On Jul 28, 2009, at 6:30 AM, Michele Petrazzo wrote:
I'm trying to port a my library to python 3, but I have a problem
the method not accept anymore a value like pos=-6 mode=1, but the
(2.X) version yes...
File "/home/devel/Py3/lib/python3.0/io.py", line 2031, in seek
return self._seek(pos, whence)
IOError: Can't do nonzero cur-relative seeks
How solve this?
In Python 2, StringIO is a stream of bytes (non-Unicode characters).
In Python 3, StringIO is a stream of text (Unicode characters). In
the early development of Python 3 (and 3.1's _pyio), it was
implemented as a TextIOWrapper over a BytesIO buffer. TextIOWrapper
does not support relative seeks because it is difficult to map the
concept of a "current position" between bytes and the text that it
encodes, especially with variable-width encodings and other
considerations. Furthermore, the value returned from
TextIOWrapper.tell isn't just a file position but a "cookie" that
contains other data necessary to restore the decoding mechanism to the
same state. However, for the default encoding (utf-8), the current
position is equivalent to that of the underlying bytes buffer.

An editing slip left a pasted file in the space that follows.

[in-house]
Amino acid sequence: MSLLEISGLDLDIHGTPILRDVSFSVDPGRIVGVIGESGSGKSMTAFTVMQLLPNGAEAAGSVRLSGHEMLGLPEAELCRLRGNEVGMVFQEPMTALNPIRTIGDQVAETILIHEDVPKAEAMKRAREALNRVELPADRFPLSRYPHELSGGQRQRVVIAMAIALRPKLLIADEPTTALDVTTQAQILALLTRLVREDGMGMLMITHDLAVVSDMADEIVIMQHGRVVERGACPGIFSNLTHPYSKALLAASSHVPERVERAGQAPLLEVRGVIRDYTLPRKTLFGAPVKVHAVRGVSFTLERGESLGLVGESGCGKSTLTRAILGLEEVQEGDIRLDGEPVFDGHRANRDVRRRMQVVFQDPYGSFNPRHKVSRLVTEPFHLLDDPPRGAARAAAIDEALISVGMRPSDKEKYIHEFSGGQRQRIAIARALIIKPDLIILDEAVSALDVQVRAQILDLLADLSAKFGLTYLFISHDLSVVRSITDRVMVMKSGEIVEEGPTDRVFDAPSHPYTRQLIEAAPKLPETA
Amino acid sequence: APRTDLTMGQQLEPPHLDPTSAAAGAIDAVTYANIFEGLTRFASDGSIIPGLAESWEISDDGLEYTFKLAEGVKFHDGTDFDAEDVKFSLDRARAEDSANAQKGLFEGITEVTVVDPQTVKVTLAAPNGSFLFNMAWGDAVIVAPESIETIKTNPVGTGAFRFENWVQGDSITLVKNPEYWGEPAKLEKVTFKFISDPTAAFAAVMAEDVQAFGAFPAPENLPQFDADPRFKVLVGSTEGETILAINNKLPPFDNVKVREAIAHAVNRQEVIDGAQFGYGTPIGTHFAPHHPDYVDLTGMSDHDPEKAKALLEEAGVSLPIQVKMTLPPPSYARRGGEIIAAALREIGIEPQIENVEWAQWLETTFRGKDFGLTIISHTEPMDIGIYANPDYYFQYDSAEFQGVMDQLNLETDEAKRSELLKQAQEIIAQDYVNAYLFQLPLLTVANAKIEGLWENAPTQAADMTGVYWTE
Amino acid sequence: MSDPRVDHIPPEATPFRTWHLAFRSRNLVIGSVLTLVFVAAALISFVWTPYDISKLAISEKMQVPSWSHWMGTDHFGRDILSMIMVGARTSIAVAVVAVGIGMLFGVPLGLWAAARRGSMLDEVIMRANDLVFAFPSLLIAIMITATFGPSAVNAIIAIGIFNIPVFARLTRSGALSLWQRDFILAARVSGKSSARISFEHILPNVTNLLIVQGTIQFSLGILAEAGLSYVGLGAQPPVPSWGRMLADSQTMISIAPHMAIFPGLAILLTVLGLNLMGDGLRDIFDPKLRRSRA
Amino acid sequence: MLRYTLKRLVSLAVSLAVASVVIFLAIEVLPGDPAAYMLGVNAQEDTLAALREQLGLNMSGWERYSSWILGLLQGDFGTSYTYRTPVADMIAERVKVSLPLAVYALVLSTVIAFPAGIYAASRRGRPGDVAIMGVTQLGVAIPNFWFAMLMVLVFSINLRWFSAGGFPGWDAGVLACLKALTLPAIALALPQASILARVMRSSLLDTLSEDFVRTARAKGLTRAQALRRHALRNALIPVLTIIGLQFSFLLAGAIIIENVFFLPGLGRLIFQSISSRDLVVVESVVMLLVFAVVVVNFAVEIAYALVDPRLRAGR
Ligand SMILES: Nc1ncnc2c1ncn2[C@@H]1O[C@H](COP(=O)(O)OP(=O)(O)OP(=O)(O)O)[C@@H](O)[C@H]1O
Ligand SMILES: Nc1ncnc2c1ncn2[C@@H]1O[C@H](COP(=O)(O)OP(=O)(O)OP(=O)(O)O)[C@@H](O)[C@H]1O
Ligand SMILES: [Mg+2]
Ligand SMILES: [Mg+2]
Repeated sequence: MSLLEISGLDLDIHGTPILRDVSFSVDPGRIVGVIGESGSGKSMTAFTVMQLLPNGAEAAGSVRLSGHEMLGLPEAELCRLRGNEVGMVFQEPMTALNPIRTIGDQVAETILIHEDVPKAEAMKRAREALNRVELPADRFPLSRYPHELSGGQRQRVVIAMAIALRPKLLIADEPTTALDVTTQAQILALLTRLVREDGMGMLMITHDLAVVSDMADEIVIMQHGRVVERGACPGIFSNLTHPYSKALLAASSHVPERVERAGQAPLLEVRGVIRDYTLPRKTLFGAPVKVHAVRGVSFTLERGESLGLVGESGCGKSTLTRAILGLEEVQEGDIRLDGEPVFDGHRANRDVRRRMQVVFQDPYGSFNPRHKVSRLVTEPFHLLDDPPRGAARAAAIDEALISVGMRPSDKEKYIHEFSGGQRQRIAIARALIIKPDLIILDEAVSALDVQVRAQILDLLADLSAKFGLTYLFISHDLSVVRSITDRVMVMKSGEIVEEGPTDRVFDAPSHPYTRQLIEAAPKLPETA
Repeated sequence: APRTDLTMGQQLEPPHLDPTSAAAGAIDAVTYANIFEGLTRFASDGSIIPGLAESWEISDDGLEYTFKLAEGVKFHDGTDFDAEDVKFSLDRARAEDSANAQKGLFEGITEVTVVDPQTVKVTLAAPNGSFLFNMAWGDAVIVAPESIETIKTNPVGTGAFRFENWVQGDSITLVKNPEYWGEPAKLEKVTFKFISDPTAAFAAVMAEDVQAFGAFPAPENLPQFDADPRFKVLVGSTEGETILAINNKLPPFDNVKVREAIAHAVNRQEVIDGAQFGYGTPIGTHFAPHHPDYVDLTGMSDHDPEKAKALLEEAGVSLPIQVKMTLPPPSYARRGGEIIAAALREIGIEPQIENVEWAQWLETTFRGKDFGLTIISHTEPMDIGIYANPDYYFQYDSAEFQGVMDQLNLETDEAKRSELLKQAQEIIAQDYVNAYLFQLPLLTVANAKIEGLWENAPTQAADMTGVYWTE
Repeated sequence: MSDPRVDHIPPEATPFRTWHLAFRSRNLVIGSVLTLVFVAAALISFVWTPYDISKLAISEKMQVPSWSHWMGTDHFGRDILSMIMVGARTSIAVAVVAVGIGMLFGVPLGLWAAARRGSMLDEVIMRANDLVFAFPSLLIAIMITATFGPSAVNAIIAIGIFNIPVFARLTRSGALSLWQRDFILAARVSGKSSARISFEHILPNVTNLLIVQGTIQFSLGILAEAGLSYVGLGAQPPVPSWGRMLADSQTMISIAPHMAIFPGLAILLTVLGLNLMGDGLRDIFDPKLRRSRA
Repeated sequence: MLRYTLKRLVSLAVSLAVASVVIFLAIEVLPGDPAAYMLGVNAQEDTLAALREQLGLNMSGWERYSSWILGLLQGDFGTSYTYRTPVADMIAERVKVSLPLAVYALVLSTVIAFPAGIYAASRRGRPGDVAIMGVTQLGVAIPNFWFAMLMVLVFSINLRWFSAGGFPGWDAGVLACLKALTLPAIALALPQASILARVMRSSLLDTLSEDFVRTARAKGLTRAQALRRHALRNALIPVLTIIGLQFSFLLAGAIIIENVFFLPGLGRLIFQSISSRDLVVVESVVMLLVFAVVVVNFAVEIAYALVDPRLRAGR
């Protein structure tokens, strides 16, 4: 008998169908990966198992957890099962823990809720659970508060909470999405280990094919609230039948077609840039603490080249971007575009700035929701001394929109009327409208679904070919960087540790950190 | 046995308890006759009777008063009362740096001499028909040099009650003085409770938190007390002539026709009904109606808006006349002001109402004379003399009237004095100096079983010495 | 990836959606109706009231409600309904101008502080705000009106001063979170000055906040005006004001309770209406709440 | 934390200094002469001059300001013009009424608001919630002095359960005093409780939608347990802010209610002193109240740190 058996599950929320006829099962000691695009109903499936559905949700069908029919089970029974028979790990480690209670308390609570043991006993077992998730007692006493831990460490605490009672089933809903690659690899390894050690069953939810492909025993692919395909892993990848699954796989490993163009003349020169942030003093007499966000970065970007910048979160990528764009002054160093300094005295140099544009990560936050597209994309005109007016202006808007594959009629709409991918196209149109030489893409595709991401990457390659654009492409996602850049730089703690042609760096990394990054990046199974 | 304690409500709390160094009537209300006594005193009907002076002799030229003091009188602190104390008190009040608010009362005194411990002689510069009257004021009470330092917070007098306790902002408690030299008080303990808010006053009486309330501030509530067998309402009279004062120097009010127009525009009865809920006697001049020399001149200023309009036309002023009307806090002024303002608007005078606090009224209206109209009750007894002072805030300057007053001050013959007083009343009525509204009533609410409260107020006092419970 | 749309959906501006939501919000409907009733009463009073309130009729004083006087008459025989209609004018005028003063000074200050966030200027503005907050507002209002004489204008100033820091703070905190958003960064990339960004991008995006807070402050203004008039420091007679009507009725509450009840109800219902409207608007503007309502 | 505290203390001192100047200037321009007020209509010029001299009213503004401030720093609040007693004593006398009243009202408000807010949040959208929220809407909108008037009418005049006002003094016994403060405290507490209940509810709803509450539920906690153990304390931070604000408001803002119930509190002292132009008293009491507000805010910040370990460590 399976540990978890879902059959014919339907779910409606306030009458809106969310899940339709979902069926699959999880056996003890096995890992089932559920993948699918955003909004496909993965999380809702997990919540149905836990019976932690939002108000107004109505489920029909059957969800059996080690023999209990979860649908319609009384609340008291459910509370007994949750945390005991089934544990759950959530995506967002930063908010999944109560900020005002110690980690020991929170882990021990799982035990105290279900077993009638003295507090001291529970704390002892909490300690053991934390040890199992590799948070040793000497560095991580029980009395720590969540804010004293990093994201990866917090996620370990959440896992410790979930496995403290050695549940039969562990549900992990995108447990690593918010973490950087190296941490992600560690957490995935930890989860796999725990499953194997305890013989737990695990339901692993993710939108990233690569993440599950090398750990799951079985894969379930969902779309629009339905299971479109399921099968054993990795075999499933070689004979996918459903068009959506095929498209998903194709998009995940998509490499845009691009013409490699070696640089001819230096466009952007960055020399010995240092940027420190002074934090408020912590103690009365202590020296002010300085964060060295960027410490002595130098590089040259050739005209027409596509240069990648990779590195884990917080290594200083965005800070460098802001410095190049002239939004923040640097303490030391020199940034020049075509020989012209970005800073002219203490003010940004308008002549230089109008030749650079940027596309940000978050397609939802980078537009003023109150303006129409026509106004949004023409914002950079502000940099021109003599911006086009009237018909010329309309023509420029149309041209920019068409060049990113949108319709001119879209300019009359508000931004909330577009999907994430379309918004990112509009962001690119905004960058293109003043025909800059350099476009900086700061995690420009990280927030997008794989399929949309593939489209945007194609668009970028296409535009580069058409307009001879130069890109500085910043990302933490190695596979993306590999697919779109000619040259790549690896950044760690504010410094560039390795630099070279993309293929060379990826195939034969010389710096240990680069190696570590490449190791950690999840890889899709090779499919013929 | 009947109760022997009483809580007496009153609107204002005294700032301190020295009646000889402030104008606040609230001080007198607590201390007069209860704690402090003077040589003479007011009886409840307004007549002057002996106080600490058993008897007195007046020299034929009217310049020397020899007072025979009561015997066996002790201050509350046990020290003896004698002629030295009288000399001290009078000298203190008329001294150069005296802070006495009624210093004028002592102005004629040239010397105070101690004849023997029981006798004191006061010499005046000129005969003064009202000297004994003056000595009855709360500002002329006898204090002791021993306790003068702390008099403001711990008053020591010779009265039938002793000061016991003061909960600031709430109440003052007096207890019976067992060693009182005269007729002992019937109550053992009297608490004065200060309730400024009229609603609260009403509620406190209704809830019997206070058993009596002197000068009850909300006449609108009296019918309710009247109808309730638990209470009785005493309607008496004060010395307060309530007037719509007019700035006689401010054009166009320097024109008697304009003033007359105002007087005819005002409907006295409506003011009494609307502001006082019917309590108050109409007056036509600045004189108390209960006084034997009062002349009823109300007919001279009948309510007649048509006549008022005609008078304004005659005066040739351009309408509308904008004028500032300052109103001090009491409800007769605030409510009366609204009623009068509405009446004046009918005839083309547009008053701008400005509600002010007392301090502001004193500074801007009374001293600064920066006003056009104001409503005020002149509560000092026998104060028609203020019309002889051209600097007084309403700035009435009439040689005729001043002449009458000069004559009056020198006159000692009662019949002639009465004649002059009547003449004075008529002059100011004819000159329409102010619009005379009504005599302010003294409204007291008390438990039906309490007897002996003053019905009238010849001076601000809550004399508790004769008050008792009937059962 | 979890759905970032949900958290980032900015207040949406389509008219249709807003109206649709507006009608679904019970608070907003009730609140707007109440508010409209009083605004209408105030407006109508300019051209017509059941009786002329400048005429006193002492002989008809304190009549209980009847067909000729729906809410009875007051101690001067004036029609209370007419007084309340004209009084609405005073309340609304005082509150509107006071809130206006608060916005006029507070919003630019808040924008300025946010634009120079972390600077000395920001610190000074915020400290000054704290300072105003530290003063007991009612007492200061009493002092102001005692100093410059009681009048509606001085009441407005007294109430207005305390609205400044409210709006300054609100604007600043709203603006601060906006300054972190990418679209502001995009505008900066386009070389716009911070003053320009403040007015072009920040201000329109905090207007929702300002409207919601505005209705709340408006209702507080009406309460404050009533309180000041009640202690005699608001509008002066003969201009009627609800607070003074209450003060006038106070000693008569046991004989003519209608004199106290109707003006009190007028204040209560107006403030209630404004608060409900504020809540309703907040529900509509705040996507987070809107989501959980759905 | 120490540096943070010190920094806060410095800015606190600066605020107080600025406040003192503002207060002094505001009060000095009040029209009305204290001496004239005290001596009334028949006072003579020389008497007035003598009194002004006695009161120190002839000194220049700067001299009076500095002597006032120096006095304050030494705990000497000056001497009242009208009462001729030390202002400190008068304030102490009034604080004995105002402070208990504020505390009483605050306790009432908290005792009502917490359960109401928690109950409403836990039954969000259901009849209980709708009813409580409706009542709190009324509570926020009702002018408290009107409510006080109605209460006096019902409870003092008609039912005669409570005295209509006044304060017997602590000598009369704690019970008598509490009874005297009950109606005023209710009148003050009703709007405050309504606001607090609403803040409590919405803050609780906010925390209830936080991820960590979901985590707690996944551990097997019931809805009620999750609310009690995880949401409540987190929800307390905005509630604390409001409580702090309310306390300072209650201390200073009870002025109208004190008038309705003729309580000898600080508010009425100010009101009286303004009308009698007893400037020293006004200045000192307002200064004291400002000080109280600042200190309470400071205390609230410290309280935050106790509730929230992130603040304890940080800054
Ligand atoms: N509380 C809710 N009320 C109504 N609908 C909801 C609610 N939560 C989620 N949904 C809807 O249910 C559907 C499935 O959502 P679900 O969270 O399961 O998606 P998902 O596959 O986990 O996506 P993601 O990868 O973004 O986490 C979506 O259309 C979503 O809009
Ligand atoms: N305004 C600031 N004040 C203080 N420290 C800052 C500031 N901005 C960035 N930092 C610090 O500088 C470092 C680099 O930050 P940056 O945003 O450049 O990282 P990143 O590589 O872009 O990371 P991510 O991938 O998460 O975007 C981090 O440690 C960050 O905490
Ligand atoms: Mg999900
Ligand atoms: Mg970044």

In Python 3, StringIO is implemented using an internal buffer of
Unicode characters. There is no technical reason why it can't support
relative seeks; I assume it does not for compatibility with the
original Python TextIOWrapper implementation (which is present in
3.1's _pyio, but not in 3.0).
Note that because of the different implementations, StringIO.tell()
(and seek) behaves differently for the C and Python implementations:
import io, _pyio
s = io.StringIO('\u263A'); s.read(1), s.tell()
s = _pyio.StringIO('\u263A'); s.read(1), s.tell()
The end result seems to be that, for text streams (including
StreamIO), you *should* treat the value returned by tell() as an
opaque magic cookie, and *only* pass values to seek() that you have
obtained from a previous tell() call. However, in practice, it
appears that you *may* seek StringIO objects relatively by characters
using s.seek(s.tell() + n), so long as you do not use the
If what you actually want is a stream of bytes, use BytesIO, which may
be seeked (sought?) however you please.
I'm basing this all on my reading of the Python source (and svn
history), since it doesn't seem to be documented, so take it with a
grain of salt.